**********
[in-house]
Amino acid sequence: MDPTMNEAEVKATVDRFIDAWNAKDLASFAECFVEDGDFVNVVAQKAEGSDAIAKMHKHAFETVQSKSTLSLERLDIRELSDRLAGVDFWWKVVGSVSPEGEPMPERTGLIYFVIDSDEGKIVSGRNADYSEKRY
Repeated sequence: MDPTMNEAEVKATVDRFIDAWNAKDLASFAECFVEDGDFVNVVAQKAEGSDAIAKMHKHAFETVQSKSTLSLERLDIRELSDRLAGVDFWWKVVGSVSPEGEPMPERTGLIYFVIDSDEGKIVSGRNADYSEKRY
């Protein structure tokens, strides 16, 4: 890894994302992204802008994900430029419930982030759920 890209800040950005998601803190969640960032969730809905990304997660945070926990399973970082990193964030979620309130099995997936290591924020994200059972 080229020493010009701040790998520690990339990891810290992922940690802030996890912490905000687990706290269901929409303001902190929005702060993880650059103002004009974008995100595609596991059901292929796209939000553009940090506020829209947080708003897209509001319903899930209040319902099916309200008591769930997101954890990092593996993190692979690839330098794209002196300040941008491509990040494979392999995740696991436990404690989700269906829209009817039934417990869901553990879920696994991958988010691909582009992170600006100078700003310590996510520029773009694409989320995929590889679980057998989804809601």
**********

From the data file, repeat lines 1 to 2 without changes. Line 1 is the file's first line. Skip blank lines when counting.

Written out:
[in-house]
Amino acid sequence: MDPTMNEAEVKATVDRFIDAWNAKDLASFAECFVEDGDFVNVVAQKAEGSDAIAKMHKHAFETVQSKSTLSLERLDIRELSDRLAGVDFWWKVVGSVSPEGEPMPERTGLIYFVIDSDEGKIVSGRNADYSEKRY